First off, is the best-selling console on the market, the Nintendo Wii. Weighing in at a lean $250, when you can find one for purchase, it appears to be a bargain. However, the lack of good games, outside of first party releases, have left many gamers with a smallish white block adorning their shelves- myself included. There are a few  titles worth watching on the horizon for the "little box that could", but how they'll actually impliment the Wii's unique controls in a way that won't be just a gimmicky control scheme for a medicore game has yet to be determined.

To Nintendo, I say "bravo" for capturing the interest of grandmothers, parents and small children, all while suckering in your original audience with few worthwhile titles on your system.  Back in the day, you were the preferred console of the core gamer, but you've lost that ever since the N64's generation. Enjoy snowing the rest of your consumer base, Nintendo. The Wii I own will be the last of your consoles I'll ever own

Next up, is the always-untrusty Xbox 360. 2008 was a pretty good year for the console, with some decent exclusives hitting the shelves. However, the red-ringed wonder still hasn't alieviated the one thorn in its side- reliability.  Day in and day out, Giant Bomb is flooded with new posts of people having to call Microsoft for their coffin- and many are on their 2nd, 3rd or even 6th Xbox 360 console.

While we're on this, I shall say "shame on you!" to the Xbox gamers who continue to roll over and delude themselves into thinking that their purchase was justified.  A few decent-to-good exclusives are not worth going through the drill of holding your breath each time you turn on your console, hoping you won't see the red ring of death.  I myself had my 2nd generation Xbox 360 red ring on me, only to have it incorrectly repaired, then replaced, then promptly sold on Ebay.   Why do the hardcore Xboxers continually allow Microsoft to take you for a ride, time and time again?  And shame to you, Microsoft, for making your consumers suffer through this travesty. If there were a "lemon law" for consumer electronics, the 360 would never have made it past the first year.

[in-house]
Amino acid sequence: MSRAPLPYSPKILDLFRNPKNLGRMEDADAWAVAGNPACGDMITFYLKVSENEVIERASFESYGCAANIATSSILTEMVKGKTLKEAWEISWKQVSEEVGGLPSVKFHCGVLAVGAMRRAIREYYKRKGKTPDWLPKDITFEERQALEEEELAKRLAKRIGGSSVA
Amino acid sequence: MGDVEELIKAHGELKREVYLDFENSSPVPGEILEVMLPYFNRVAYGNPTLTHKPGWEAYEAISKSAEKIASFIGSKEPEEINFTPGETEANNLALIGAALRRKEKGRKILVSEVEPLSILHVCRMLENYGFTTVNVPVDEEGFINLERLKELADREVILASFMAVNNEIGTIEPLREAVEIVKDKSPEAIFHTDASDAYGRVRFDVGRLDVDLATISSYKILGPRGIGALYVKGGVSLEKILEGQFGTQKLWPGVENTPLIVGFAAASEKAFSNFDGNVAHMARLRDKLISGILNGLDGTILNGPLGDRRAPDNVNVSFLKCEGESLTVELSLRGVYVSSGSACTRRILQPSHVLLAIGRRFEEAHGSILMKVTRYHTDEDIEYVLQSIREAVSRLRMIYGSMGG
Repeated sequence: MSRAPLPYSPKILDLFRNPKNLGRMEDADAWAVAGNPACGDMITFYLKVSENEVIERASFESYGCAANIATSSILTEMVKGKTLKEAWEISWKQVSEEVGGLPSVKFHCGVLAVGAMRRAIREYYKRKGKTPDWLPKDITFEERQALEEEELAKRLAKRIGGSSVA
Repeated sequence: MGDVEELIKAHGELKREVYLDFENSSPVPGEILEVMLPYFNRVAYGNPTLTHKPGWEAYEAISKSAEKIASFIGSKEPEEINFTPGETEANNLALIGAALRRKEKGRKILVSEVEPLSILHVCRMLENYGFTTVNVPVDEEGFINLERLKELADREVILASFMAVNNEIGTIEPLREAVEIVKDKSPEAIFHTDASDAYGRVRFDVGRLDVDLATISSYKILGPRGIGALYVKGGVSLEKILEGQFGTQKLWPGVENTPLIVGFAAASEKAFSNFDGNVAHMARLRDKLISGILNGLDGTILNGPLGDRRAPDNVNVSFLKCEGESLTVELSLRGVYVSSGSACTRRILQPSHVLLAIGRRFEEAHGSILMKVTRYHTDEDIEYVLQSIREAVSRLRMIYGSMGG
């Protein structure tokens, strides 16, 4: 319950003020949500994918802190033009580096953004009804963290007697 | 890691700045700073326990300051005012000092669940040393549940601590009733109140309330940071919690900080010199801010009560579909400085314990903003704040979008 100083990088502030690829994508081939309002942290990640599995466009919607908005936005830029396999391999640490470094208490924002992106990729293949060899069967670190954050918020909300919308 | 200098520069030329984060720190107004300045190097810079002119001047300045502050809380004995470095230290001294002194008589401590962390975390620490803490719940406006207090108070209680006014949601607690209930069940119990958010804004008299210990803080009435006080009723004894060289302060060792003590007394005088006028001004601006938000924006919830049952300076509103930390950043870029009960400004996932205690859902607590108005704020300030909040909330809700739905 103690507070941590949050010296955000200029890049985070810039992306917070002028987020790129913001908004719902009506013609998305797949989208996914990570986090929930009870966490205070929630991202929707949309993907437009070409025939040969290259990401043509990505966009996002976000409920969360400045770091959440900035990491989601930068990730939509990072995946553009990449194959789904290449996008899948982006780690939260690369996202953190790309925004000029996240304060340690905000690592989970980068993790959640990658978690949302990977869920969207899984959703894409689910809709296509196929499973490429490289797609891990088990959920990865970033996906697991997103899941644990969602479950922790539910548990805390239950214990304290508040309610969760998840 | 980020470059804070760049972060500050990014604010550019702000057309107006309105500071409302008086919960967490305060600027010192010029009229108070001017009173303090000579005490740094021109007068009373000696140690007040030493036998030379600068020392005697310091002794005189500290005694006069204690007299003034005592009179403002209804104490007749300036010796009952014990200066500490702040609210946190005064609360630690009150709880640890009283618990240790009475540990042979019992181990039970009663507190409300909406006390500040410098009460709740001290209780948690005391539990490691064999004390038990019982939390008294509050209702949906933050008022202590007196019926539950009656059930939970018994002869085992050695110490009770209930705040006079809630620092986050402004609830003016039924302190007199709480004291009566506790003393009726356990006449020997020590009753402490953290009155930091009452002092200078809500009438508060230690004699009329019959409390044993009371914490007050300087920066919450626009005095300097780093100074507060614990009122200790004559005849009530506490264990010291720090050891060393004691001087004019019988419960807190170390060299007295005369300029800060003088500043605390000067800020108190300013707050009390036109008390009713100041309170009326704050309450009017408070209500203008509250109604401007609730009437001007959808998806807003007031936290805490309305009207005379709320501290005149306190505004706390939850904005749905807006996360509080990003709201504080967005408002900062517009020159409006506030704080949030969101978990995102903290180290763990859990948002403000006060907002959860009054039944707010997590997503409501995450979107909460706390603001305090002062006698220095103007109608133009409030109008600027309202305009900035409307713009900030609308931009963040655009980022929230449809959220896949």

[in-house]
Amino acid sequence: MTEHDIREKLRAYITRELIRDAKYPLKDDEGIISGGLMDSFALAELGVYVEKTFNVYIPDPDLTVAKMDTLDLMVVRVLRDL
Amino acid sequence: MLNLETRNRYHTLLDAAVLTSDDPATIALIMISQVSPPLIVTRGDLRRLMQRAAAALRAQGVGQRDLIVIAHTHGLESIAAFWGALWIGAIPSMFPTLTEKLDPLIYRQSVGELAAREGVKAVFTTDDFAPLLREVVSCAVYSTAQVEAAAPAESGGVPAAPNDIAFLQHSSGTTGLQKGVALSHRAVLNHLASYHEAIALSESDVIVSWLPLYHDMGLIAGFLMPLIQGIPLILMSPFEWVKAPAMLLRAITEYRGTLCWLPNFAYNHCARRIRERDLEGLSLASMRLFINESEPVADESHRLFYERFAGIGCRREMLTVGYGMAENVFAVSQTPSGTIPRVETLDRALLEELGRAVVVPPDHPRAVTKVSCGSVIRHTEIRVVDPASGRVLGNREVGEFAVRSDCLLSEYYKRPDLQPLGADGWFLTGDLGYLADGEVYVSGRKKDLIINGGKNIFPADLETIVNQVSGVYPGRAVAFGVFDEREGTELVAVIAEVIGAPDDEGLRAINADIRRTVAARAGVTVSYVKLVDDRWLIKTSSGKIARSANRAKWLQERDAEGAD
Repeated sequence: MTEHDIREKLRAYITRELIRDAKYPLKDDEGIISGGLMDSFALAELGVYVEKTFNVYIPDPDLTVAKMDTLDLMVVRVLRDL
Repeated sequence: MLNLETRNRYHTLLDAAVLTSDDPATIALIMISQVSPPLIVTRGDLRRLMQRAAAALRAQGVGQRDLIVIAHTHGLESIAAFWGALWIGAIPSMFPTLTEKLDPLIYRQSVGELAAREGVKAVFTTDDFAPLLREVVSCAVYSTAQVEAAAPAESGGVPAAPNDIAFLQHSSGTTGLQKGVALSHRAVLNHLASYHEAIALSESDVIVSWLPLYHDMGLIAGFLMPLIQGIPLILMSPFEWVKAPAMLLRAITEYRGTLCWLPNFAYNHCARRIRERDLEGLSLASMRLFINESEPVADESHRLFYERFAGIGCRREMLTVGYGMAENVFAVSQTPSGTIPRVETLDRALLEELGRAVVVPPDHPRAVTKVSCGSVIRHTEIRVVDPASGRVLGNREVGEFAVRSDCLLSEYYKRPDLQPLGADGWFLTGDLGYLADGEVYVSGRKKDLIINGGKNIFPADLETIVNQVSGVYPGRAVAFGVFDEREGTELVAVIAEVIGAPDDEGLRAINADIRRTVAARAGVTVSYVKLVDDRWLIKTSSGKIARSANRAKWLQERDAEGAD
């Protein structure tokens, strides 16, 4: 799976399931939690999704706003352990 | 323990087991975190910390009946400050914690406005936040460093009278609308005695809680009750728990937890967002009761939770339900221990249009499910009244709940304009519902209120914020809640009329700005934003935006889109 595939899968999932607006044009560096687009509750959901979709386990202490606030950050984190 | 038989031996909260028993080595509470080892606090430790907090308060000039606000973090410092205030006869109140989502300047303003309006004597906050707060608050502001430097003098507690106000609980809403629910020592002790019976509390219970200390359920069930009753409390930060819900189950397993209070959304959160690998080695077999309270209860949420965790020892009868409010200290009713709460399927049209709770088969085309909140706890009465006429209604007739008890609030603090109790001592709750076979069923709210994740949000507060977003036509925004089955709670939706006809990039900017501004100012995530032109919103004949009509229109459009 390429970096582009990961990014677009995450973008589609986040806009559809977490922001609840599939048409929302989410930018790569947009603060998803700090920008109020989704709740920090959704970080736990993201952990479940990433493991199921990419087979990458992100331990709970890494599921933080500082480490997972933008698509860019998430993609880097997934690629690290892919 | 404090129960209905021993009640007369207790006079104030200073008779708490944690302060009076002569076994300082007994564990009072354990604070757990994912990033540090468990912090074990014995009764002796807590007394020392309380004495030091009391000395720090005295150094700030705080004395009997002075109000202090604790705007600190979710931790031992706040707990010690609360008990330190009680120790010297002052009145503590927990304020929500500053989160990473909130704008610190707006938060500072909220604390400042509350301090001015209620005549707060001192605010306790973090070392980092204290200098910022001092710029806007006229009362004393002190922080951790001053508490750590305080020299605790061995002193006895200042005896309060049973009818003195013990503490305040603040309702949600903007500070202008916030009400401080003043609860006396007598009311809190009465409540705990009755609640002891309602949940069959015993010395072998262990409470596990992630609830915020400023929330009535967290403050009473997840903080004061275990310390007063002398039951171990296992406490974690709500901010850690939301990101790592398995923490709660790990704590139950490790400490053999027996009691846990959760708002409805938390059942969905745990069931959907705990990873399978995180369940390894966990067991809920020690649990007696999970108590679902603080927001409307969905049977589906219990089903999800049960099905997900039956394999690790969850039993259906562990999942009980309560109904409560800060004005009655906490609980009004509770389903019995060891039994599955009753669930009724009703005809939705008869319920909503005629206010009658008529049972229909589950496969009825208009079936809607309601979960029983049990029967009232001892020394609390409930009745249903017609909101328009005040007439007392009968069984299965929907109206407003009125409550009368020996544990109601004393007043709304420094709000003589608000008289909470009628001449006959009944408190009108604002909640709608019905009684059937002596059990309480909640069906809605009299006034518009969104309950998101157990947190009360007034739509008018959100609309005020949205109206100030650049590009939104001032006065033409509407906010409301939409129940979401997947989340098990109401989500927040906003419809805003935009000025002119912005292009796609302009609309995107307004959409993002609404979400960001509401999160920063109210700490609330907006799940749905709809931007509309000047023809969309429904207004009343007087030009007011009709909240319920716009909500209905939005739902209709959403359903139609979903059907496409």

And lastly, there's the Playstation 3.  Oh, how the mighty have fallen! The first two iterations of Sony's flagship system were phenomenal.  New franchises were launched, old franchises were updated, and good times were had by all. But, with the PS3, we're only just now beginning to see the upswing in the console's gaming library. A few exclusives, both current and future, are beginning to draw praise of the gaming media. The last few years, the PS3 has stayed in a distant third place to Microsoft and Nintendo.

To Sony, I'll offer a bit of advice on how to save your system. Firstly, decrease the price of the 80gb model $100 to a price point of $299.  In an economically troubled time like ours, discretionary purchases are heavily scrutinized, and every penny pinched. The PS3's current perceived value doesn't equal it's current sticker price.

Secondly, tout the benefits of PSN over Xbox Live.  Show that players can play games online without the need for additional service fees.  Thirdly, play to the biggest advantages PS3 have over their competition: You have more "core" games than the Wii, more reliable hardare than the 360 (and many of the same games as both).  Build up the perceived value through side-by-side comparisons. And fourth, advertise more. I see, on average, two Xbox commercials to every PS3 commercial.

Each console has their strengths and weaknesses, and sadly, I've yet to find one that's worth the price of admission. The Wii is amusing for a short time, but doesn't have the games to hold a gamer's interest for very long. The Xbox 360, despite the games, is so unreliable and unpredicable in that regard, that it's a gamble when you purchase and power it on.  The PS3, while more reliable, and with some decent exclusives, is so self-absorbed in its own "coolness" that it can't see the writing on the wall, and refuses to capitalize on the advantages it has over the competition. 

I think I'l ljust stick with my PC.


Why I like Warhammer Online

Many are the flame wars going on now between WoW players and WAR players, but I thought it may be good to put my two cents in as an ex-WoW player, and current WAR player. I left WoW before WOTLK after many months of being capped at 70, running all the same instances every weekend with my guild. While I enjoyed their company, fighting the same battles week in and week out got very stale, and I decided to leave the game.

I had been following the development of Warhammer Online since it changed hands over to Mythic. I was very impressed by what I saw, and was optimistic that the final product would be as good as they were touting. I managed to get into the closed beta (one of my many MMO beta forays), and was glad to see that the developers took every step of game creation seriously, and genuinely cared about what the players were saying about their game.